|Part of the Alga (Phycopeltis arundinacea) From the surface of a Laurel Leaf, Collected|
from the Leaf Litter. X400 (unstained)
|Phycopeltis arundinacea, X100, Stained with Methylene Blue.|
The whole colony is 1.10mm across its widest point.
|Phycopeltis arundinacea, from a Laurel Leaf. Stained with Methylene Blue. X200.|
I am a raw beginner at this and the vast majority of microfungi are still beyond me, but the more obvious and distinctive ones can often be tackled successfully, particularly as many of them are host specific. Back in 2013, when I was actively square bashing Cobalt Crust fungus and searching the deepest recesses of Sallow thickets, I often came across what looked like a coarse, black stubble, on dead twigs and branches of the Sallows. Through the hand lens, I was intrigued to see that the tiny fruiting bodies which made up the stubble were shaped like minute chisels or perhaps more like Neolithic polished flint axe heads (up to 2mm long), sticking up from the surface of the bark or wood at various angles.
Since then I have tried to identify them, but without success and even when I bought the Bible of Microfungi: 'Microfungi on Land Plants' by Martin and Pamela Ellis, I was disappointed when I was unable to find it under Salix (willow Spp).
Googling 'Microfungi of Salix' got me nowhere either, until New Year's Day. As I poked around in Dare Valley country park, I came across this fungus again and collected a specimen to examine under the microscope and when I got home I tried an web search again, but this time, armed with a little more knowledge of types of microfungi, I searched on 'Ascomycetes on Salix' and bingo, there were loads of pictures of it.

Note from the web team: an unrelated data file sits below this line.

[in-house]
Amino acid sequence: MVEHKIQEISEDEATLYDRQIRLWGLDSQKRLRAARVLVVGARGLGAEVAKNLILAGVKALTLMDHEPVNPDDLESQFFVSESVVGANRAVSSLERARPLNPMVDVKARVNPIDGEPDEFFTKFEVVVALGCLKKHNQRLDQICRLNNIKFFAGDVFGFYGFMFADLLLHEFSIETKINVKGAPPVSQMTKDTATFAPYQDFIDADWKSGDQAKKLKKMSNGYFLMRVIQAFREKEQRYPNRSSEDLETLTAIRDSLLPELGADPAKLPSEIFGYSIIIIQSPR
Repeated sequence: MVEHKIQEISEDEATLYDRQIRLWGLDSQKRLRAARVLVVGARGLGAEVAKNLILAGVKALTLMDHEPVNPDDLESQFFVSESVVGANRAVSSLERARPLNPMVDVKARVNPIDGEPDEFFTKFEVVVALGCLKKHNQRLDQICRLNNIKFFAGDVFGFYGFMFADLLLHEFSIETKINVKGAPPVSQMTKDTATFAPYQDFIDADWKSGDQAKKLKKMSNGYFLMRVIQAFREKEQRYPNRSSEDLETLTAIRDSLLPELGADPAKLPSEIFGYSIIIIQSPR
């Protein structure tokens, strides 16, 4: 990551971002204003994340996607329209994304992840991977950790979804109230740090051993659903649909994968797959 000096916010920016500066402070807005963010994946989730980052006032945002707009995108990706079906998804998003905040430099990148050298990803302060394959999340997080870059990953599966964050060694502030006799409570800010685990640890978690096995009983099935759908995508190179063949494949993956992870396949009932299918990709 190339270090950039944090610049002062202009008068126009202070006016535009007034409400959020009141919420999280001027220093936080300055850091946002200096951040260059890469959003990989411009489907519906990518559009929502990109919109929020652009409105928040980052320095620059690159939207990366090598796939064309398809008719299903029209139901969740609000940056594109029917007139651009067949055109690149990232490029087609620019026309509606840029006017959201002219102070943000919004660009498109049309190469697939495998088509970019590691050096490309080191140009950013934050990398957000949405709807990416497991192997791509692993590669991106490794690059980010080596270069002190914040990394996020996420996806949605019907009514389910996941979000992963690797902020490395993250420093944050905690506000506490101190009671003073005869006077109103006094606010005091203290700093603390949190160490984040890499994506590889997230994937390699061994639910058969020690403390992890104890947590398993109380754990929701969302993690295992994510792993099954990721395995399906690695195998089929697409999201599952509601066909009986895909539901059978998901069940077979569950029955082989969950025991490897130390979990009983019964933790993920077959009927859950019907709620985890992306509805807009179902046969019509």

At last, I had its name: Glyphium elatum, so was able to go back to the book and look it up. According to the Ellis's, they have only ever seen it once, on Honeysuckle in the Channel Islands, though they mentioned that it also occurs on other woody species, it is listed under Honeysuckle in the book, which is why I failed to find it in there the first time
. They regard it as rare, but around here, it is fairly common on Sallow and I seem to recall seeing it on dead Wych Elm too. Either way, I think I now have my new square bashing project for this winter.
If you've never viewed one of these before, you need to fix your eyes on the central join and cross them until the two halves merge into a central 3D image. It takes a little practice, but worth it, even if my effort isn't as good as I'd hoped. You will probably need to click on the photo to open it first.
If you want to see some really excellent stereo sets of Glyphium elatum, take a look here. http://www.eboehm.com/glyphium.html